Older people at risk could receive support through â€˜loneliness maps'
A report has found that the rising problem of loneliness could be supported by maps that show where older people are more likely to be at risk.
Published by the Campaign to End Loneliness, the Hidden Citizens report has said this study has already seen success in Gloucestershire and Essex. The maps are to be used to target limited resources for the people and places that need them most, reports the BBC.
Laura Alcock-Ferguson, director for the Campaign to End Loneliness, said: “If local councils and services do not act now to find the people experiencing severe loneliness, we are likely to see the consequences in our hospitals and social care services. Loneliness and isolation in older age is a serious public health issue and increases the risk of conditions including dementia, high blood pressure and depression.”
The report describes how Gloucestershire County Council has adapted a model used by Essex County Council when it created its own loneliness map.
Factors such as low income, living in a household with one occupant and not owning a car were taken into consideration when assessing the potential for loneliness.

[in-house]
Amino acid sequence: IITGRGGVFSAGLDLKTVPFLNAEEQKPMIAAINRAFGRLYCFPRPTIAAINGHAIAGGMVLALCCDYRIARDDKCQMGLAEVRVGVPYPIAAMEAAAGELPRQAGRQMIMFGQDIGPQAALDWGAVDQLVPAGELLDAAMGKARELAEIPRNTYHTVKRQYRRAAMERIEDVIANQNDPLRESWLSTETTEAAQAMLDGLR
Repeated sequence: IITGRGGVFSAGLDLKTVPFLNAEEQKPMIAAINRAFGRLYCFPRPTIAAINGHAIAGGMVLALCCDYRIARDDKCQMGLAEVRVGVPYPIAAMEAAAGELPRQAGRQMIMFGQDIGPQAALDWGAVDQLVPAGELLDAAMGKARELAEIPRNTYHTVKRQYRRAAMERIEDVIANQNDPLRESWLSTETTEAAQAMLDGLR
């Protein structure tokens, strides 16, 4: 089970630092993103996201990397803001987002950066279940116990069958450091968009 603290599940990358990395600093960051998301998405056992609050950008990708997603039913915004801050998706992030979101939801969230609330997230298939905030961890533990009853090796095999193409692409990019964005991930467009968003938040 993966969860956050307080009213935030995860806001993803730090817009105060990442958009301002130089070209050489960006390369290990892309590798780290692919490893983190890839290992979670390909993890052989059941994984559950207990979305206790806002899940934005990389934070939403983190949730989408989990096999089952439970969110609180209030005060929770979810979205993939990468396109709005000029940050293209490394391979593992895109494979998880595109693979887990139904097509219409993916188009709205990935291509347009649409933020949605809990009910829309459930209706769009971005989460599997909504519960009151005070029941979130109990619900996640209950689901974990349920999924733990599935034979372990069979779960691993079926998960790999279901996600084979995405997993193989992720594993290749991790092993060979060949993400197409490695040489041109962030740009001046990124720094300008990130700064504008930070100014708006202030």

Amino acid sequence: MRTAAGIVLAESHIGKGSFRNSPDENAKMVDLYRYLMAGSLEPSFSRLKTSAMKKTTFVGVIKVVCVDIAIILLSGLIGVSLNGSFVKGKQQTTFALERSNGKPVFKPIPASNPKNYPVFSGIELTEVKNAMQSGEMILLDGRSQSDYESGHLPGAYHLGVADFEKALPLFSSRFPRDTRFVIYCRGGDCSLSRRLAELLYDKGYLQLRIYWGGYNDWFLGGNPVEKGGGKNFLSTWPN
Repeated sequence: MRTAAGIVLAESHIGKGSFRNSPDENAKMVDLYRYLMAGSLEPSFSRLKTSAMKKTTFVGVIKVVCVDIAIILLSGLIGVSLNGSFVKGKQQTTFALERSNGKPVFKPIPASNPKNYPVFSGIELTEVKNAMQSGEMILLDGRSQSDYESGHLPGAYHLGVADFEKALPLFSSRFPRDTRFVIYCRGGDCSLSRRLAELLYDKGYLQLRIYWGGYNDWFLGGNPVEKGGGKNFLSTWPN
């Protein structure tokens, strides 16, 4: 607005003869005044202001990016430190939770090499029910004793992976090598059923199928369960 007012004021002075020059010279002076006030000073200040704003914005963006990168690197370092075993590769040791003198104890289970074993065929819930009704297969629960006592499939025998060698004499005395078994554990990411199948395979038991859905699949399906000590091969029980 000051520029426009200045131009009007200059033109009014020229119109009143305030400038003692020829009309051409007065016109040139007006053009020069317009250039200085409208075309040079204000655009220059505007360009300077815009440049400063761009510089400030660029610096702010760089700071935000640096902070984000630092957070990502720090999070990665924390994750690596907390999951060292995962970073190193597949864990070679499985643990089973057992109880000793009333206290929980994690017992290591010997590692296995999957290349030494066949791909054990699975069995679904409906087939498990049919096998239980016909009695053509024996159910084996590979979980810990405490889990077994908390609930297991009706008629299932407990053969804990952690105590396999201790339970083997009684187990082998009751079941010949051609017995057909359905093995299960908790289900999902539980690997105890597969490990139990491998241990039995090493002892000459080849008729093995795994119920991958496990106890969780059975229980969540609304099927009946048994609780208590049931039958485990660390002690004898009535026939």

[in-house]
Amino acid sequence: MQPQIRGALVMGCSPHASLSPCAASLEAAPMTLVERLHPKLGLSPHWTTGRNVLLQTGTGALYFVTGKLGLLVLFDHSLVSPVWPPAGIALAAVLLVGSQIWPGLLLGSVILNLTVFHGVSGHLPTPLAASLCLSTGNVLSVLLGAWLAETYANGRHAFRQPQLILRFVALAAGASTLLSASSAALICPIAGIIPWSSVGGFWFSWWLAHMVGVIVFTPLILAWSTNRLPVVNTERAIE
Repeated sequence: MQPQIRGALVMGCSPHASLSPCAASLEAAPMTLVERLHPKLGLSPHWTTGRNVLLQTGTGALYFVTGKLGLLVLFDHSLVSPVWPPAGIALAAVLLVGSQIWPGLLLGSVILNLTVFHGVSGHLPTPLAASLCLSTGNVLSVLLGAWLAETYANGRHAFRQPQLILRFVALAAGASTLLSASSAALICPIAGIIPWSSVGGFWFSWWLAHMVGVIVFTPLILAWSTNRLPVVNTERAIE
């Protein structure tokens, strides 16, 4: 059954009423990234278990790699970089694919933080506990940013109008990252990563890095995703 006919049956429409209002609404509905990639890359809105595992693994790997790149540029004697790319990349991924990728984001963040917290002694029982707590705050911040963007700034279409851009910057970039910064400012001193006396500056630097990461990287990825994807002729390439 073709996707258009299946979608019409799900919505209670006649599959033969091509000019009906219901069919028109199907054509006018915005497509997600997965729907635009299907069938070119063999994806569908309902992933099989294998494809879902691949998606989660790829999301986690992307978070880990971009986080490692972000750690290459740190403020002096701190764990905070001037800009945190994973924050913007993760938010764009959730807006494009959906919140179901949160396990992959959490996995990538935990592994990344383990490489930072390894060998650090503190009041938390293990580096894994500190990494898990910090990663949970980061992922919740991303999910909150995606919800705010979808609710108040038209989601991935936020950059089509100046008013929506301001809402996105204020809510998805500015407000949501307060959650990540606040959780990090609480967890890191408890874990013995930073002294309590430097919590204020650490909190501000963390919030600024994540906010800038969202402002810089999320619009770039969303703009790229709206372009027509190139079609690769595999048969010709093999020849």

Neil Dixon, the council’s joint strategic needs analysis manager, said: “The map we’ve adapted from a model by Essex County Council means that we can work out how many people could be lonely and where those people need us most.”
Introduction The National Statement of Expectations for Supported Housing (NSE) was finally published on 20 October 2020, five years after the 2015 Comprehensive Spending Review suggested regulatory and oversight changes were needed, although in 2018 the government >>>
Exempt Accommodation, Welfare Reform and Vulnerable Tenants
Another excellent session from Support Solutions - excellent value for money and excellent training
D.A - St Vincent's Housing Association